April 16, 2021

Pick the Magento frontend that you prefer

Yireo Blog Post

There used to be only one frontend for Magento 2: Based on XML layout, PHTML templating, LESS, RequireJS, KnockoutJS, jQuery and much more - the Luma frontend is highly extensible but therefore also highly complicated. However, we have seen a rise of new frontends in the last couple of years. And this brings up a vital question: Which frontend are you going to use?

Magento frontend? Which frontend?

I'm still being asked quite a lot by agencies to provide them with a Magento frontend training. Most of the time, this refers to a Luma-based training, for instance with a focus on PHTML templating, or a focus on the Knockout-based checkout. But often, I add now into the story of that training that there are alternatives out there: Hyva Themes is a much simpler approach, PWA Studio offers tooling to build a complete React app, Vue Storefront offers a Vue alternative and there are numerous other options like ScandiPWA and Alpaca out there.

The natural answer to the question Can you help me with a Magento frontend? would be a counter-question Which frontend?. Because it would be silly to assume that there is only one Magento frontend. Even more because that frontend is based on outdated technology, is not being refactored by Magento and gives a very disappointing frontend performance.

Extensibility vs performance

True, the Luma frontend is still the one that is most supported by third party extensions, but it comes with the price of a really bad performance. So if you are looking to save money by choosing Luma because of its extensibility, you either choose to miss out on revenue because of a bad performance (so bad SEO score) or you highly need to invest anyway to crank up that performance.

On the other hand, frontends like Hyva and Magento PWA Studio perform amazing out-of-the-box, but their extension support lacks: You would choose a modern-day frontend for a lot of benefits, but you will still need to invest yourself to make extensions work. It is your duty as solution provider to find out which one is better for the customer (or more profitable).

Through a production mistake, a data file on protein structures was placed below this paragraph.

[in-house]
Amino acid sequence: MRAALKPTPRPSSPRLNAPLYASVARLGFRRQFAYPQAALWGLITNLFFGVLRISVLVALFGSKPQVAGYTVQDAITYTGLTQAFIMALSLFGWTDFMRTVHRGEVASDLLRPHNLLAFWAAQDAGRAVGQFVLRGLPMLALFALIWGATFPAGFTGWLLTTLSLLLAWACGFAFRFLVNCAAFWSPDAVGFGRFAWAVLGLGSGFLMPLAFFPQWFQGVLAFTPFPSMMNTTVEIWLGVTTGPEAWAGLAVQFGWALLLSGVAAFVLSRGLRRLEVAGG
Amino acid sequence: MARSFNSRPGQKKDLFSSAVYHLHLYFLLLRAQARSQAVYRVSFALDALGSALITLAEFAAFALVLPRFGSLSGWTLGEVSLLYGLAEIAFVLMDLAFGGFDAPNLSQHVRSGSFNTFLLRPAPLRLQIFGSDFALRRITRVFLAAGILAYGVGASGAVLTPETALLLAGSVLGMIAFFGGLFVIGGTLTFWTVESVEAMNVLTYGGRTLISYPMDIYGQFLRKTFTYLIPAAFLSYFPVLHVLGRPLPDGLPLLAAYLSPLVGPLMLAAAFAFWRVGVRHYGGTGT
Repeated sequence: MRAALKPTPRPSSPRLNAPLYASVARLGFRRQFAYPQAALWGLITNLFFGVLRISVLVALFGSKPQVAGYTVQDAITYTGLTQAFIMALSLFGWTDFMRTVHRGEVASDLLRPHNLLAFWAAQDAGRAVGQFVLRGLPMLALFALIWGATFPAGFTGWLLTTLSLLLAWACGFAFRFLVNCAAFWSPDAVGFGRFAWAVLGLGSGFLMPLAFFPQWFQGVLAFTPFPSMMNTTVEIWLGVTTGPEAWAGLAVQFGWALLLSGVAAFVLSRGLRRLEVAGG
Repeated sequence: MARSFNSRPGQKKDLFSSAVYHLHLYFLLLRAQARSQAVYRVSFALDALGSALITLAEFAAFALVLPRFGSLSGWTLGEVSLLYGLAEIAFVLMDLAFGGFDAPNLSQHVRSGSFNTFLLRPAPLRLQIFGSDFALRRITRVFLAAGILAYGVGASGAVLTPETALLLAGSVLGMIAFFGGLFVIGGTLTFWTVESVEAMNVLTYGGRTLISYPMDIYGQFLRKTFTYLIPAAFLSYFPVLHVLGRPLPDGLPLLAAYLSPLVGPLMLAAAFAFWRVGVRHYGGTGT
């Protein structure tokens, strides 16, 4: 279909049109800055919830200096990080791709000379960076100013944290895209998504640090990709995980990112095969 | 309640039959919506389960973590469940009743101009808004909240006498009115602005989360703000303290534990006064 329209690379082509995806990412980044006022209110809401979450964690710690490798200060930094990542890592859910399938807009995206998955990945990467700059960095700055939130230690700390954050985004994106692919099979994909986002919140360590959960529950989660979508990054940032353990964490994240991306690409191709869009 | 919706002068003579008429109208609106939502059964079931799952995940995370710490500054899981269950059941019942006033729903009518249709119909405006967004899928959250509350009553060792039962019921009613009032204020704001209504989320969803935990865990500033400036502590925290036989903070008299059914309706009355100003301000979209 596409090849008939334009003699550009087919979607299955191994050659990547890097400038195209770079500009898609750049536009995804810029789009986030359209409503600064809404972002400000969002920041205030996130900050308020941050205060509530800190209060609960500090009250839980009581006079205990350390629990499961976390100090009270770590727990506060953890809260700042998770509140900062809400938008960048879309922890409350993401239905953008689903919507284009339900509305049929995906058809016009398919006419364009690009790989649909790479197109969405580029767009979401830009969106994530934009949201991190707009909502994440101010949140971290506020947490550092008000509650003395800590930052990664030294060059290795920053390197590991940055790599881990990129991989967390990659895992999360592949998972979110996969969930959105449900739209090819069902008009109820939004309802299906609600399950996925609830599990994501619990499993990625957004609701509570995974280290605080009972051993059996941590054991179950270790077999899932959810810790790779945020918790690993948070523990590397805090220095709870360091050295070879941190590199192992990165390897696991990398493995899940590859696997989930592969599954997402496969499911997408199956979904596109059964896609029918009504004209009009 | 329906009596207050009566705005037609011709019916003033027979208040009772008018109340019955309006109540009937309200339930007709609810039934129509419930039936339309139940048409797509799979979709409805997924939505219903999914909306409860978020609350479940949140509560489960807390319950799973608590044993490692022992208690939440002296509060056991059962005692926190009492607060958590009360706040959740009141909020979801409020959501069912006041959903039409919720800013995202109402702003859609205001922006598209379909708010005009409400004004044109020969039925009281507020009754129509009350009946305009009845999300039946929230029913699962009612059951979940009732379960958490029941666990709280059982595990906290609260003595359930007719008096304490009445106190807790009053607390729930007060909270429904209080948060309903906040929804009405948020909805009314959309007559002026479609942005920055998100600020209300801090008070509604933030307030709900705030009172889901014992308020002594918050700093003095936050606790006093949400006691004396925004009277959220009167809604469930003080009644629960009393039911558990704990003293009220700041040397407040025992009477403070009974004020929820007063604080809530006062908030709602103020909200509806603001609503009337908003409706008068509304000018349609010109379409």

If you are simply stating that Luma is better because of the extension support, you are probably not taking in the fact that Luma its technology is more complex and requires more tuning, which raises costs.

Which one to choose?

Ok, there's different frontends out there. Next, I'm being asked a lot which one is better. While I don't want to be biased and I don't want to prefer one frontend over another, I do have my opinions. But to make sure that my recommendation to some developer or agency is sincere, it often takes more than a single sentence ("O, just go for Hyva") to give the right information.

Years ago, the decision was simple. Either you would go for Luma, or you would need to build something on your own. Now, it requires a proper study to find out which frontend will suite you best.

Cobbler, stick to your last

In general, Magento developers are focused quite a bit on PHP and for many of them, JavaScript is newish.

One theory that I'm slowly developing is that Magento developers that have been working with Magento 1 and the traditional Magento 2 frontend (Luma) have grown accustomed to this way of working and thinking and are therefore a lot of times overthrown by the different way of dealing with things of Vue Storefront 1. JavaScript frameworks (with AlpineJS) are found quite complex and therefore, disappointing at first.